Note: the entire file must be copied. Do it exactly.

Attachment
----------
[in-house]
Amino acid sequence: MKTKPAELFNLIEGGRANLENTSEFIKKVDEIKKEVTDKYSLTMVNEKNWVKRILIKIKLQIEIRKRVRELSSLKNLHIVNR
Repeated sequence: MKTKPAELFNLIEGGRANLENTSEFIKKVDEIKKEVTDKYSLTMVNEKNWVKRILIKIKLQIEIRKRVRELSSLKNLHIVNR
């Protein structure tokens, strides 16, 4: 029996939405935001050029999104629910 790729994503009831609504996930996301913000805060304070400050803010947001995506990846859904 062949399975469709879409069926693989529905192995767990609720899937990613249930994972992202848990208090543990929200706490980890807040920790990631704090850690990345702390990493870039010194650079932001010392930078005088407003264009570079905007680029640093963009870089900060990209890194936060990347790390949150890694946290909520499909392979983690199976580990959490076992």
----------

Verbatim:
[in-house]
Amino acid sequence: MKTKPAELFNLIEGGRANLENTSEFIKKVDEIKKEVTDKYSLTMVNEKNWVKRILIKIKLQIEIRKRVRELSSLKNLHIVNR
Repeated sequence: MKTKPAELFNLIEGGRANLENTSEFIKKVDEIKKEVTDKYSLTMVNEKNWVKRILIKIKLQIEIRKRVRELSSLKNLHIVNR
């Protein structure tokens, strides 16, 4: 029996939405935001050029999104629910 790729994503009831609504996930996301913000805060304070400050803010947001995506990846859904 062949399975469709879409069926693989529905192995767990609720899937990613249930994972992202848990208090543990929200706490980890807040920790990631704090850690990345702390990493870039010194650079932001010392930078005088407003264009570079905007680029640093963009870089900060990209890194936060990347790390949150890694946290909520499909392979983690199976580990959490076992």